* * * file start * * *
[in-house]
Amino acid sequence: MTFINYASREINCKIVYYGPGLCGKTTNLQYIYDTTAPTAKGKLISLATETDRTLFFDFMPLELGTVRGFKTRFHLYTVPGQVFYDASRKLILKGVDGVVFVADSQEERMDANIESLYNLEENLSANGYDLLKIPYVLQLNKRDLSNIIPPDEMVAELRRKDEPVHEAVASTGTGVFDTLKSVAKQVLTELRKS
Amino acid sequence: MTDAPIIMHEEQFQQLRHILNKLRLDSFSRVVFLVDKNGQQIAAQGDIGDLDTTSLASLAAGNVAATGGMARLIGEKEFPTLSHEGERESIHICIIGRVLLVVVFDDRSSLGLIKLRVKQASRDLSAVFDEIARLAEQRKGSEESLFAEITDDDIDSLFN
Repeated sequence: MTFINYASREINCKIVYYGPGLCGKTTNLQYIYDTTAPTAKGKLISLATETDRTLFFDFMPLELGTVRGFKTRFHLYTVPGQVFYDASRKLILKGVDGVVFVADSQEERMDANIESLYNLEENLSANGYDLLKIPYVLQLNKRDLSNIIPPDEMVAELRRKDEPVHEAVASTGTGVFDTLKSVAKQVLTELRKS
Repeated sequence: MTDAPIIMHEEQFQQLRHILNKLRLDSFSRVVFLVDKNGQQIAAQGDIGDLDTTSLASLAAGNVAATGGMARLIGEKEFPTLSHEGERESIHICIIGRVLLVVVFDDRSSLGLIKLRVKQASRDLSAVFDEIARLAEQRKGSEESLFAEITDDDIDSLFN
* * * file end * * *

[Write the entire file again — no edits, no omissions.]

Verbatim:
[in-house]
Amino acid sequence: MTFINYASREINCKIVYYGPGLCGKTTNLQYIYDTTAPTAKGKLISLATETDRTLFFDFMPLELGTVRGFKTRFHLYTVPGQVFYDASRKLILKGVDGVVFVADSQEERMDANIESLYNLEENLSANGYDLLKIPYVLQLNKRDLSNIIPPDEMVAELRRKDEPVHEAVASTGTGVFDTLKSVAKQVLTELRKS
Amino acid sequence: MTDAPIIMHEEQFQQLRHILNKLRLDSFSRVVFLVDKNGQQIAAQGDIGDLDTTSLASLAAGNVAATGGMARLIGEKEFPTLSHEGERESIHICIIGRVLLVVVFDDRSSLGLIKLRVKQASRDLSAVFDEIARLAEQRKGSEESLFAEITDDDIDSLFN
Repeated sequence: MTFINYASREINCKIVYYGPGLCGKTTNLQYIYDTTAPTAKGKLISLATETDRTLFFDFMPLELGTVRGFKTRFHLYTVPGQVFYDASRKLILKGVDGVVFVADSQEERMDANIESLYNLEENLSANGYDLLKIPYVLQLNKRDLSNIIPPDEMVAELRRKDEPVHEAVASTGTGVFDTLKSVAKQVLTELRKS
Repeated sequence: MTDAPIIMHEEQFQQLRHILNKLRLDSFSRVVFLVDKNGQQIAAQGDIGDLDTTSLASLAAGNVAATGGMARLIGEKEFPTLSHEGERESIHICIIGRVLLVVVFDDRSSLGLIKLRVKQASRDLSAVFDEIARLAEQRKGSEESLFAEITDDDIDSLFN